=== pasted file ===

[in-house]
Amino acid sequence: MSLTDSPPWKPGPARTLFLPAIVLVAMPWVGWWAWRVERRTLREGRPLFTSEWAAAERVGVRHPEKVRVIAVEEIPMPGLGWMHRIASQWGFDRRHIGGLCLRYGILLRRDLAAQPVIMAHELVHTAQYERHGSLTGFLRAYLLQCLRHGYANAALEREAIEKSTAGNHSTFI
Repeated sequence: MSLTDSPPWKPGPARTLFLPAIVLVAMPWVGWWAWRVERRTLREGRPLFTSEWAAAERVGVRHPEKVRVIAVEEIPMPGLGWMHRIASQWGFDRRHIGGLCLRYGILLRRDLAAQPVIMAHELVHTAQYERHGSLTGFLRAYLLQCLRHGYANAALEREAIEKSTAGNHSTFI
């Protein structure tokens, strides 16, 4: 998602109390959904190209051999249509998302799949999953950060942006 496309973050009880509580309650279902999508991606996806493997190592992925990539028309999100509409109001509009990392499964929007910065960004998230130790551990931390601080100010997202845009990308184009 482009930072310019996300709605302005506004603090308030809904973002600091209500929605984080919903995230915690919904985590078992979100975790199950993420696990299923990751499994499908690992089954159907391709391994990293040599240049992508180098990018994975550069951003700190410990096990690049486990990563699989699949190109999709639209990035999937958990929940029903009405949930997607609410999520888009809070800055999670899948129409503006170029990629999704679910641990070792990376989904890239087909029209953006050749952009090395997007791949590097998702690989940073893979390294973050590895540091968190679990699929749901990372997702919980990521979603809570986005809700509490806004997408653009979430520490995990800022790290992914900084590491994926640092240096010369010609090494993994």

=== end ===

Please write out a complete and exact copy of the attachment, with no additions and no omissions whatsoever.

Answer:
[in-house]
Amino acid sequence: MSLTDSPPWKPGPARTLFLPAIVLVAMPWVGWWAWRVERRTLREGRPLFTSEWAAAERVGVRHPEKVRVIAVEEIPMPGLGWMHRIASQWGFDRRHIGGLCLRYGILLRRDLAAQPVIMAHELVHTAQYERHGSLTGFLRAYLLQCLRHGYANAALEREAIEKSTAGNHSTFI
Repeated sequence: MSLTDSPPWKPGPARTLFLPAIVLVAMPWVGWWAWRVERRTLREGRPLFTSEWAAAERVGVRHPEKVRVIAVEEIPMPGLGWMHRIASQWGFDRRHIGGLCLRYGILLRRDLAAQPVIMAHELVHTAQYERHGSLTGFLRAYLLQCLRHGYANAALEREAIEKSTAGNHSTFI
């Protein structure tokens, strides 16, 4: 998602109390959904190209051999249509998302799949999953950060942006 496309973050009880509580309650279902999508991606996806493997190592992925990539028309999100509409109001509009990392499964929007910065960004998230130790551990931390601080100010997202845009990308184009 482009930072310019996300709605302005506004603090308030809904973002600091209500929605984080919903995230915690919904985590078992979100975790199950993420696990299923990751499994499908690992089954159907391709391994990293040599240049992508180098990018994975550069951003700190410990096990690049486990990563699989699949190109999709639209990035999937958990929940029903009405949930997607609410999520888009809070800055999670899948129409503006170029990629999704679910641990070792990376989904890239087909029209953006050749952009090395997007791949590097998702690989940073893979390294973050590895540091968190679990699929749901990372997702919980990521979603809570986005809700509490806004997408653009979430520490995990800022790290992914900084590491994926640092240096010369010609090494993994």